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How expected inflation distorts the current account and the valuation effect

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  • Herkenhoff, Philipp
  • Sauré, Philip

Abstract

We show that the current account balance (CA) is systematically distorted by an inflation effect, which arises because income on debt is recorded as nominal interest in the currency of denomination. Since nominal interest includes compensations for expected inflation, increases in the latter must impact the CA. Guided by the relevant international accounting rules, we impute the inflation effect for 50 economies between 1991 and 2017. When adjusting for the inflation effect, the absolute value of yearly CAs drops by 0.13% of GDP on average. Over the full period, the reduction is a sizable 22.85% of initial GDP for the average country (26.4% for the U.S.). As the flip side of the CA distortions, the inflation effect contributes systematically to the well-known valuation effect of net foreign assets. For the average country, the inflation effect accounts for a twelfth of the valuation effect, for the U.S., it accounts for well over a half.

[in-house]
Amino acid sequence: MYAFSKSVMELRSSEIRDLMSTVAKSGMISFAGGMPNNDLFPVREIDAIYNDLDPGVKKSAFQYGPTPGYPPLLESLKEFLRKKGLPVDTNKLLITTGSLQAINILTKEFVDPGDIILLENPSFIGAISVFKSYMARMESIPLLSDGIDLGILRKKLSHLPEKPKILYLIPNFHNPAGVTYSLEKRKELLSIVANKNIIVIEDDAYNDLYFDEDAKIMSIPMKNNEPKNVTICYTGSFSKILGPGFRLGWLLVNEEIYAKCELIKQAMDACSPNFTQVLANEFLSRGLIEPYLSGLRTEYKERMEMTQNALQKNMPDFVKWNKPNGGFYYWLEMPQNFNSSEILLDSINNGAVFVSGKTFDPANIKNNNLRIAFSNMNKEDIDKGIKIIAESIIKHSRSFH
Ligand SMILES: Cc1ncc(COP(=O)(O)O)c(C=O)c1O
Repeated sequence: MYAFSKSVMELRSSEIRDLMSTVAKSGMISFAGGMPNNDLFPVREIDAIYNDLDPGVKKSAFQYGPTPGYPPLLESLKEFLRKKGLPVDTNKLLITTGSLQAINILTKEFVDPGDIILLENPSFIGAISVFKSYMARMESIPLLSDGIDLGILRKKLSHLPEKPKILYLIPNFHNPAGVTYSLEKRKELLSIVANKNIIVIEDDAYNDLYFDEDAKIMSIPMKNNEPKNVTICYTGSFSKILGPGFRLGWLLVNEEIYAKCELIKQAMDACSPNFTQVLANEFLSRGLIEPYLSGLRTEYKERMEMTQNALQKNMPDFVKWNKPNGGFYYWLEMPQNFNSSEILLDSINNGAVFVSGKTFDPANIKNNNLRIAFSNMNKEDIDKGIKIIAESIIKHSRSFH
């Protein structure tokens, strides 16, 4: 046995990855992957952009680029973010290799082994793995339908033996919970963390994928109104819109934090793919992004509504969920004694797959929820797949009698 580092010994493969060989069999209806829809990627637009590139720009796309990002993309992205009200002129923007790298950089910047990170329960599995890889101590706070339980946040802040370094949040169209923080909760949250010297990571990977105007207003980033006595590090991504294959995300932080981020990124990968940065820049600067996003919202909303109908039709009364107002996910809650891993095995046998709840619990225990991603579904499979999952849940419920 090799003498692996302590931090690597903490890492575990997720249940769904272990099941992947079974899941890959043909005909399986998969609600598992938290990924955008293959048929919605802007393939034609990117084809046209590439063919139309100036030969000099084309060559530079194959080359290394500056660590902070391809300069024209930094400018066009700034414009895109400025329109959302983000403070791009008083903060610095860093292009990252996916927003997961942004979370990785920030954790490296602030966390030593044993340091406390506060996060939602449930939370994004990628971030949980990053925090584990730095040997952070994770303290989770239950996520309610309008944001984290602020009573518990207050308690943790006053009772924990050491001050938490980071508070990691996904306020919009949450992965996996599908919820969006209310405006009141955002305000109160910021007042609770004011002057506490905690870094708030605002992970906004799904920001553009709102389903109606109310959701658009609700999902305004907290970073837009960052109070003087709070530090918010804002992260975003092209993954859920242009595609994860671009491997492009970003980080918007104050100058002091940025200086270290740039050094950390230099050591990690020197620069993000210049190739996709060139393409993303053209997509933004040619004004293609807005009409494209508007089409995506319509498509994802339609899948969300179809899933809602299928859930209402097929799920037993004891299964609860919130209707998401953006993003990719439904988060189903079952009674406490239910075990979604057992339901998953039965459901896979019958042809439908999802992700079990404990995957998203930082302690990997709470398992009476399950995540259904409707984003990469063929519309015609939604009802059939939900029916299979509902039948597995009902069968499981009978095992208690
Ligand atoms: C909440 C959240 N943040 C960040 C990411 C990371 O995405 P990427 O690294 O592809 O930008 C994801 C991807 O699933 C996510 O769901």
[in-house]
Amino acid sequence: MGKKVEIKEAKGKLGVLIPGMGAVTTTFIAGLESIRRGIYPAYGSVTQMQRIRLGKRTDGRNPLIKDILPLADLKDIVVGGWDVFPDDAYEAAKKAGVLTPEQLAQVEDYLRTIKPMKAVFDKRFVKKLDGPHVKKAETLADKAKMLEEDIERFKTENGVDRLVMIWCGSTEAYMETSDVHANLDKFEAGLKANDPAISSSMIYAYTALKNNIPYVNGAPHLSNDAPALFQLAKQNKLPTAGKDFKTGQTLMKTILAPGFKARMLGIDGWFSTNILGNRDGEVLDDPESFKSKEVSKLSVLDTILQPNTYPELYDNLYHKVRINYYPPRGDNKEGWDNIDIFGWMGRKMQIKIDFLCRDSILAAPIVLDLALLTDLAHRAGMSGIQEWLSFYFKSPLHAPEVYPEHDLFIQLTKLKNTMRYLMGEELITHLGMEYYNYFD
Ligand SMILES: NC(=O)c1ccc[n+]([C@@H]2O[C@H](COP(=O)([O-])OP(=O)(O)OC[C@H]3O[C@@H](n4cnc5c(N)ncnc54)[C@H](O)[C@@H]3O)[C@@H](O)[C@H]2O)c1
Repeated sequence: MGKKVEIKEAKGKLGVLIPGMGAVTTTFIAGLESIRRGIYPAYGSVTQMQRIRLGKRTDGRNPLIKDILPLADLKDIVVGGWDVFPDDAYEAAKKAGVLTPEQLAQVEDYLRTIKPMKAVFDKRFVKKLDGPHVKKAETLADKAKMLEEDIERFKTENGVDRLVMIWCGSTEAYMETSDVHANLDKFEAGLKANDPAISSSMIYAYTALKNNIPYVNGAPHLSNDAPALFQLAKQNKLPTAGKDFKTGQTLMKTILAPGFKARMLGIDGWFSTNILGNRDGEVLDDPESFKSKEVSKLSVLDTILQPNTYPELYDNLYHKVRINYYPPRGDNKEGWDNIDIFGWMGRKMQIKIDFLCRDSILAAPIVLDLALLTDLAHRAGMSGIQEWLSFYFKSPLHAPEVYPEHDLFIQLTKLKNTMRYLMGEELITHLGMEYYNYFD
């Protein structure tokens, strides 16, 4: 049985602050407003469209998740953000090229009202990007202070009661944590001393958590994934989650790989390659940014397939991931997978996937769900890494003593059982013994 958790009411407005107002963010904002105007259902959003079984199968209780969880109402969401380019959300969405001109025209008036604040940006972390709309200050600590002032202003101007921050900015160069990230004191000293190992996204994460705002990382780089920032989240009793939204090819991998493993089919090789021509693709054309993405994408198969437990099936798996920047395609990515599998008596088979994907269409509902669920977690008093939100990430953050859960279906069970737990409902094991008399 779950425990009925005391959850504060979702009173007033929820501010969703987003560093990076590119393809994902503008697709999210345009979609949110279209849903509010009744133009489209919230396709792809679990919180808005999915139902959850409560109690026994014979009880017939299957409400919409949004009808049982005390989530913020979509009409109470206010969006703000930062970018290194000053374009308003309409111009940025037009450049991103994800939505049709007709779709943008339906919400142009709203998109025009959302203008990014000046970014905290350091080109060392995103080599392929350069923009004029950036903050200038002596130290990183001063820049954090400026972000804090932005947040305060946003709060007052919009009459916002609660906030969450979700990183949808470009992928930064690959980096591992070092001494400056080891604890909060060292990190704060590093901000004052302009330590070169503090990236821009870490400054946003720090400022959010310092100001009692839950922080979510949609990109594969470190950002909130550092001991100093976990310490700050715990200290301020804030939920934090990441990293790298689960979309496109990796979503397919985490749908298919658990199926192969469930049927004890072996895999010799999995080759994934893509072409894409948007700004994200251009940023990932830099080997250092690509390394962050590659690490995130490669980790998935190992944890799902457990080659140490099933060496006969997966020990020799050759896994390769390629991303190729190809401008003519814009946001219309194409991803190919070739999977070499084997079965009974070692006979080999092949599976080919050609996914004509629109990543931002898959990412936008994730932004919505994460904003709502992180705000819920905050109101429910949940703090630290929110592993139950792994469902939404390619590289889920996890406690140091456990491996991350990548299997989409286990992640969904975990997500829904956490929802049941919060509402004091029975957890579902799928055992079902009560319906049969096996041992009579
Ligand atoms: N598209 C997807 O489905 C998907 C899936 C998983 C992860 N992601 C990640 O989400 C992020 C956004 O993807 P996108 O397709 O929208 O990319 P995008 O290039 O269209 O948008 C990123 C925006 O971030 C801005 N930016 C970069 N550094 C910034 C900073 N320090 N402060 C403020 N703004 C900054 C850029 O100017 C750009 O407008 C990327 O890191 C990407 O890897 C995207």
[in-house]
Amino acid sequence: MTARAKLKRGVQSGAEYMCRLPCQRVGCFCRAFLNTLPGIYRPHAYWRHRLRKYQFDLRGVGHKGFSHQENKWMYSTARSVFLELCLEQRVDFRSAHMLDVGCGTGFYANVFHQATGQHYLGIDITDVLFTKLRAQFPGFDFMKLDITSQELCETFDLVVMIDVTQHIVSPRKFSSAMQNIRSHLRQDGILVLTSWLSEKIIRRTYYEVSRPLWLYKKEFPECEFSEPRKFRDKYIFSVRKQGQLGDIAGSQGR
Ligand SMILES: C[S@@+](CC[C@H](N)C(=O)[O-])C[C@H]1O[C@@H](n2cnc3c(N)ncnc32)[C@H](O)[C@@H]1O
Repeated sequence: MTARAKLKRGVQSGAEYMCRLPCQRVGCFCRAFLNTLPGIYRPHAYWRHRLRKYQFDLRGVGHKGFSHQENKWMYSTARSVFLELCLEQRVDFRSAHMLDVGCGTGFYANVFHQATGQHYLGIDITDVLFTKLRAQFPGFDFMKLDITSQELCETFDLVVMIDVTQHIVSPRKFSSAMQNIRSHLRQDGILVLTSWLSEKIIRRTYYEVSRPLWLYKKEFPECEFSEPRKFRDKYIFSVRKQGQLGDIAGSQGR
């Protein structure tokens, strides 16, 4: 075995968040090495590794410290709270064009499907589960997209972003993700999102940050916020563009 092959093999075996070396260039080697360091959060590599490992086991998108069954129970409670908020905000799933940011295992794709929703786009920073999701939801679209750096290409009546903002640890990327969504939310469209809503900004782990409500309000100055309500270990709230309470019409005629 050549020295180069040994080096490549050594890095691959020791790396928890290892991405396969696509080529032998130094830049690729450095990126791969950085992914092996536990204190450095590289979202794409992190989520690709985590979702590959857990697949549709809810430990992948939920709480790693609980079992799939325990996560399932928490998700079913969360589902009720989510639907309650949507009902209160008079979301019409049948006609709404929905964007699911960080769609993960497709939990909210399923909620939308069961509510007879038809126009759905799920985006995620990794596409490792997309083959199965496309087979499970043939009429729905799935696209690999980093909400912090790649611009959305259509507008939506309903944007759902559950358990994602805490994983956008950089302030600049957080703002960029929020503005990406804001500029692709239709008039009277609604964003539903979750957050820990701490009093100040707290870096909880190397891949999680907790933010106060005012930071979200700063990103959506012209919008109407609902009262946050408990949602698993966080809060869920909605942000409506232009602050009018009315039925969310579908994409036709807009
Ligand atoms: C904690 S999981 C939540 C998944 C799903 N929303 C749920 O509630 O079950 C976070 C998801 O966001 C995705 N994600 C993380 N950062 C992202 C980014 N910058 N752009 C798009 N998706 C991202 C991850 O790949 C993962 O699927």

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  • Herkenhoff, Philipp & Sauré, Philip, 2021. "How expected inflation distorts the current account and the valuation effect," European Economic Review, Elsevier, vol. 135(C).
  • Handle: RePEc:eee:eecrev:v:135:y:2021:i:c:s001429212100074x
    DOI: 10.1016/j.euroecorev.2021.103721
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    More about this item

    Keywords

    Inflation; Current account; Valuation effect;
    All these keywords.

    JEL classification:

    • F30 - International Economics - - International Finance - - - General
    • F32 - International Economics - - International Finance - - - Current Account Adjustment; Short-term Capital Movements

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